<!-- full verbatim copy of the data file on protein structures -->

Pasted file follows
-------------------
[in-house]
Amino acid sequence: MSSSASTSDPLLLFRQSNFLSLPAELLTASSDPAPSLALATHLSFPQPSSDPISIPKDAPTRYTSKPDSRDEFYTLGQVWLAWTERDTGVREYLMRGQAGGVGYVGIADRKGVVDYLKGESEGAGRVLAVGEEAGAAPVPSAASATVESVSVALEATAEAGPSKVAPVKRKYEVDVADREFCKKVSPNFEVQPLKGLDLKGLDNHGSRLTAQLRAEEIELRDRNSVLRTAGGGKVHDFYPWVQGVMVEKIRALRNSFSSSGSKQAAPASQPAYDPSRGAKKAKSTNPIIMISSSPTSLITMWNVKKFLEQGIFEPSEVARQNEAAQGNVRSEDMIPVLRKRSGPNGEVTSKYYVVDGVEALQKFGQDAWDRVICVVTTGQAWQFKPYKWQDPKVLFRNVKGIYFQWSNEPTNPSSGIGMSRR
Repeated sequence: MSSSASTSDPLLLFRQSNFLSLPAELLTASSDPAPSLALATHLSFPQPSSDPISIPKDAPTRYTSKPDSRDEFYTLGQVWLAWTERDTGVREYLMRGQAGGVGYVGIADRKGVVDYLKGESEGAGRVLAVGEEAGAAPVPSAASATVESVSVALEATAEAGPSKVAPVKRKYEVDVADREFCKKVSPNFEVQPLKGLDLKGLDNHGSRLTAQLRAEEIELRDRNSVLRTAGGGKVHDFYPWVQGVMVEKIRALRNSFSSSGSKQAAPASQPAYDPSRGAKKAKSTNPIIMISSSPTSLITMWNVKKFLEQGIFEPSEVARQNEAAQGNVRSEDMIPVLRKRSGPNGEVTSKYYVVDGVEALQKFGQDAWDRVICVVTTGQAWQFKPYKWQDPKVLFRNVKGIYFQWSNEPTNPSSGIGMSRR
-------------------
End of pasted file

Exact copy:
[in-house]
Amino acid sequence: MSSSASTSDPLLLFRQSNFLSLPAELLTASSDPAPSLALATHLSFPQPSSDPISIPKDAPTRYTSKPDSRDEFYTLGQVWLAWTERDTGVREYLMRGQAGGVGYVGIADRKGVVDYLKGESEGAGRVLAVGEEAGAAPVPSAASATVESVSVALEATAEAGPSKVAPVKRKYEVDVADREFCKKVSPNFEVQPLKGLDLKGLDNHGSRLTAQLRAEEIELRDRNSVLRTAGGGKVHDFYPWVQGVMVEKIRALRNSFSSSGSKQAAPASQPAYDPSRGAKKAKSTNPIIMISSSPTSLITMWNVKKFLEQGIFEPSEVARQNEAAQGNVRSEDMIPVLRKRSGPNGEVTSKYYVVDGVEALQKFGQDAWDRVICVVTTGQAWQFKPYKWQDPKVLFRNVKGIYFQWSNEPTNPSSGIGMSRR
Repeated sequence: MSSSASTSDPLLLFRQSNFLSLPAELLTASSDPAPSLALATHLSFPQPSSDPISIPKDAPTRYTSKPDSRDEFYTLGQVWLAWTERDTGVREYLMRGQAGGVGYVGIADRKGVVDYLKGESEGAGRVLAVGEEAGAAPVPSAASATVESVSVALEATAEAGPSKVAPVKRKYEVDVADREFCKKVSPNFEVQPLKGLDLKGLDNHGSRLTAQLRAEEIELRDRNSVLRTAGGGKVHDFYPWVQGVMVEKIRALRNSFSSSGSKQAAPASQPAYDPSRGAKKAKSTNPIIMISSSPTSLITMWNVKKFLEQGIFEPSEVARQNEAAQGNVRSEDMIPVLRKRSGPNGEVTSKYYVVDGVEALQKFGQDAWDRVICVVTTGQAWQFKPYKWQDPKVLFRNVKGIYFQWSNEPTNPSSGIGMSRR